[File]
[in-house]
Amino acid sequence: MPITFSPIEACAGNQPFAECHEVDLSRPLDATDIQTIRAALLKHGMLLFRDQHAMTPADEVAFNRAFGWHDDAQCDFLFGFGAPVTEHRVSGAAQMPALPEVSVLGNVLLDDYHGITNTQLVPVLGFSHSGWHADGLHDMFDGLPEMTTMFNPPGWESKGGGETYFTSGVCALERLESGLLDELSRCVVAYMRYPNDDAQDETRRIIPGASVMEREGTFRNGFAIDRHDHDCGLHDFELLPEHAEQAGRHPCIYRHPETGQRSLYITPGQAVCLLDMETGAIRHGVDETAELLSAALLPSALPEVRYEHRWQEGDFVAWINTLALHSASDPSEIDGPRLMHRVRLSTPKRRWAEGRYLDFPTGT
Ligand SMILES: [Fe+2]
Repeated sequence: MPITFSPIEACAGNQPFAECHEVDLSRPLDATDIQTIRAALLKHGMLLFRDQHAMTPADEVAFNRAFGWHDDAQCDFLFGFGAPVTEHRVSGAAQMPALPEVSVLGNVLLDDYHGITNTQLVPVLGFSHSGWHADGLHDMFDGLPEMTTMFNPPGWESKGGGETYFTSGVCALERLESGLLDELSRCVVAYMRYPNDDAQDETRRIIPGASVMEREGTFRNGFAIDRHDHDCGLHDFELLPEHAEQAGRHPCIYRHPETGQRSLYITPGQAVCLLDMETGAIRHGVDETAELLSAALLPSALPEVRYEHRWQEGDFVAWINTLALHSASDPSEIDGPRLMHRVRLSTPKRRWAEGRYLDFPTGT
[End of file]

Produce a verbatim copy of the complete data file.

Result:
[in-house]
Amino acid sequence: MPITFSPIEACAGNQPFAECHEVDLSRPLDATDIQTIRAALLKHGMLLFRDQHAMTPADEVAFNRAFGWHDDAQCDFLFGFGAPVTEHRVSGAAQMPALPEVSVLGNVLLDDYHGITNTQLVPVLGFSHSGWHADGLHDMFDGLPEMTTMFNPPGWESKGGGETYFTSGVCALERLESGLLDELSRCVVAYMRYPNDDAQDETRRIIPGASVMEREGTFRNGFAIDRHDHDCGLHDFELLPEHAEQAGRHPCIYRHPETGQRSLYITPGQAVCLLDMETGAIRHGVDETAELLSAALLPSALPEVRYEHRWQEGDFVAWINTLALHSASDPSEIDGPRLMHRVRLSTPKRRWAEGRYLDFPTGT
Ligand SMILES: [Fe+2]
Repeated sequence: MPITFSPIEACAGNQPFAECHEVDLSRPLDATDIQTIRAALLKHGMLLFRDQHAMTPADEVAFNRAFGWHDDAQCDFLFGFGAPVTEHRVSGAAQMPALPEVSVLGNVLLDDYHGITNTQLVPVLGFSHSGWHADGLHDMFDGLPEMTTMFNPPGWESKGGGETYFTSGVCALERLESGLLDELSRCVVAYMRYPNDDAQDETRRIIPGASVMEREGTFRNGFAIDRHDHDCGLHDFELLPEHAEQAGRHPCIYRHPETGQRSLYITPGQAVCLLDMETGAIRHGVDETAELLSAALLPSALPEVRYEHRWQEGDFVAWINTLALHSASDPSEIDGPRLMHRVRLSTPKRRWAEGRYLDFPTGT